And in fact, people have studied it! Bill’s book on Stoic Joy discusses several research papers comparing the outcome of different kinds of post-trauma interventions by psychologists, in situations ranging from the bombings of London during WWII to the 9/11 attacks in the US. The results seem to be pretty clear: with some exceptions, people tend to bounce back faster if they are not offered support that assumes that they are fragile and in need of long periods to process the trauma. And we are talking about far greater shocks than microagressions.

    Eric’s invocation of the principle of charity and his call to be welcoming to marginalized people are well intentioned, but miss the mark. Nobody wants to be unwelcoming, and nobody says that there is no racial, gender, and more broadly social injustice (indeed, to doubt this about Bill is, in fact, uncharitable). Nor is anyone saying that Stoics shouldn’t be concerned with those issues. Justice is, after all, one of the four cardinal virtues. And Hierocles’ circles and the concept of cosmopolitanism inherited from the Cynics are very much positive social values engrained into Stoic doctrine.

    Also — and very explicitly, in his book — Bill is not suggesting to use Stoicism as a stick to beat others on the head. Indeed, he talks about practicing “stealth Stoicism” and to show people the way by means of your behavior, not your words (unless you are a teacher). All that is being put forth is the unquestionably Stoic idea that if you feel insulted by someone it is entirely within your power to deny assent to that impression and move on. This ought to be empowering, and is one of the best aspects of Stoic practical philosophy.

    Liked by 5 people

  12. Xiren

    To somewhat rudely speak in Eric’s place, I’ll say it’s truly an honour to be thought worthy enough of someone’s time to merit such a lengthy response – especially from you, Massimo, as you’re one of my philosophical heroes. I’d quote Seneca here, but Eric’s already beat me to the punch.

    I’ll agree with you, though, the two of them do seem to be talking at cross points. When confronted with (something they both can agree is) injustice, I’m certain they would act in more or less the same manner. I’m certain they both can agree that injustice in this world is a highly dispreferred indifferent, and something we would all do well to work on eradicating (though my guess would be that they don’t equally prioritise such an endeavour). The devil, it would appear, is in the details.

    What I took from Eric’s writing is less that it’s the Stoic responsibility to “make others feel welcome” in the philosophy [if I thought that were necessary, I’d have left long ago!]. But rather, that one does disservice to the philosophy, and paints it in an unflattering light (indeed, even to its adherents) when we use it scoff at the plight of others, be they real or imagined. This is especially true when we do not make it clear that this is a philosophy with love for all mankind at its core.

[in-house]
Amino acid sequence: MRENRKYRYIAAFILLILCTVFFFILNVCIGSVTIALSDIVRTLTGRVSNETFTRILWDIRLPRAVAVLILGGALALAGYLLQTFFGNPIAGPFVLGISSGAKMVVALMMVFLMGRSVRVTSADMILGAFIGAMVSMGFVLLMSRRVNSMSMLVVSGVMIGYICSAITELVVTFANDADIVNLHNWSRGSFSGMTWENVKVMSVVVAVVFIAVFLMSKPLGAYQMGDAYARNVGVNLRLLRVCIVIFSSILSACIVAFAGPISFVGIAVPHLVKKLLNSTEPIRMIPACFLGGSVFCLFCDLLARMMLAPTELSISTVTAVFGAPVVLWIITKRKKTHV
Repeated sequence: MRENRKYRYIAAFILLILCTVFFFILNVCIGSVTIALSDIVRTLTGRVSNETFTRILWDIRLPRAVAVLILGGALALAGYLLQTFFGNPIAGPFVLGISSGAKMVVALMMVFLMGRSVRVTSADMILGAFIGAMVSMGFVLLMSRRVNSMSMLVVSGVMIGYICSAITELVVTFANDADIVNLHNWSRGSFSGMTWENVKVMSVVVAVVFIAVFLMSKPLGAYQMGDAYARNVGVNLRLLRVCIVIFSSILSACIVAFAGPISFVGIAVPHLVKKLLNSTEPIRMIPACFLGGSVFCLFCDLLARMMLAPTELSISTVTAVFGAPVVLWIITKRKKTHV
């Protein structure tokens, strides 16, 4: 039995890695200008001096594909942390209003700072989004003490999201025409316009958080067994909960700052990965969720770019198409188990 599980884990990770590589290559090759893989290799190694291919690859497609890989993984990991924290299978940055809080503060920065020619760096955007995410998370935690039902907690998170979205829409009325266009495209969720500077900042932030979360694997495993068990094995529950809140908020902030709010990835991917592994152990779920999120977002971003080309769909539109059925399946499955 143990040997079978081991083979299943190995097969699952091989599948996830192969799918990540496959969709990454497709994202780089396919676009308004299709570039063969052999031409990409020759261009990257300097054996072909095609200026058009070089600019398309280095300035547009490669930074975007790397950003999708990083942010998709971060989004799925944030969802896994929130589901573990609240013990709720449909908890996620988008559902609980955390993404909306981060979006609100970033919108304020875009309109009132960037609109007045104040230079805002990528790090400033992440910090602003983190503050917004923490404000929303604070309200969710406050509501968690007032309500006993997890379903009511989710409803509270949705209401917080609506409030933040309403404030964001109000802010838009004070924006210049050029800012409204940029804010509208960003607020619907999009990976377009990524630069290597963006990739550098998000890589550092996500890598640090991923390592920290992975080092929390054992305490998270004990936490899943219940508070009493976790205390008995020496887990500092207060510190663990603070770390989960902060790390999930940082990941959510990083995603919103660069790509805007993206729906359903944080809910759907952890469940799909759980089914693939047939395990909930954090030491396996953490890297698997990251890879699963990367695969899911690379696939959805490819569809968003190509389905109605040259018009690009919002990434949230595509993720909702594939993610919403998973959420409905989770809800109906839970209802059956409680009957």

Imagine the difference between “These over-sensitive types are misled! They are cultivating a victim mentality!” and “These over-sensitive types are misled! They run the risk of over-shadowing people who work for genuine change in society. As prokoptontes, we can do our part to create a more just world through our practice of oikeiosis, etc…”

    I wasn’t present to Stoicon, and did not hear Bill Irvine speak. I’m not a university student, never been inside a ‘safe space’ and have never seen anyone accused of a ‘ microaggression.’ I haven’t even lived in a Western country for nearly six years and thus know very little about the revolutionary culture that has been growing on college campuses there. From the sound of it, I doubt such people would have much interest in Stoicism anyway. But I have been in online spaces with other professed prokoptontes. And I have seen young volunteers helping migrant children with HIV get cursed at for selling trinkets on the street. I’ll leave you to guess which group is collectively better at handling insults.

    Ultimately, though, I don’t think it necessary to imply that a figure as prominent in the community as Irvine or as dedicated and hardworking as Eric are either of them shirking their primary commitment to virtue. It’s a matter, I think, of priorities and rhetorical technique. For my money, I’m always going to err on the side of compassion, even if it compromises the oomph of my commitment to take insults in stride. It’s clear that we disagree on that point. But this is a vibrant and growing community of differing opinions and brilliant minds. If at the end of the day, we can call each other brother and sister in the Logos, I suppose we don’t have that much to complain about.

    Liked by 3 people

  13. labnut

    I greatly enjoyed reading your observations of Shanghai. They brought back so many powerful memories of my stay in ’92, ’93 and ’94.

    Contrary to what you might have heard, there are no traffic laws here in China, there are only suggestions.

    So nothing has changed 🙂

    Liked by 1 person

  14. E. O. Scott

    Massimo and Xiren,

    Happy Thanksgiving! I don’t have time to respond as much as I’d like to you guys’ exchange (oops! I mean you people’s! Folks? 😉 ), but I did want to add my two cents:

    1¢: I really appreciated your synthesis, Xiren! If I could have blended the important points on both sides of the question as well (and yes, as “charitably”) as you have in your comment, maybe the entire conversation around this issue would have a little less tension!

    2¢: Massimo, I resonate very strongly with this statement of yours: “One can perfectly consistently advocate social justice in general, and even specific actions against bullying, insensitive behavior, and so forth, while at the same time rejecting the very notion of offense.”

    That is really the main thesis I have been trying to convey: “Don’t be offended. But take it seriously.”

    And Xiren is right—I’m sure we all agree on that principle. The devil is in the details.

    And if I have indeed been unjust in any of me interpretations of Irvine’s positions, I’m eager to offer mea culpas. As Cicero says somewhere in De Finibus, it is always a bit difficult to have an effective debate through long-form blog posts, where misunderstandings tend to get magnified, rather than via a real-time dialogue, where we can make sure that our opponent is on board with us every step of the way!

    Liked by 1 person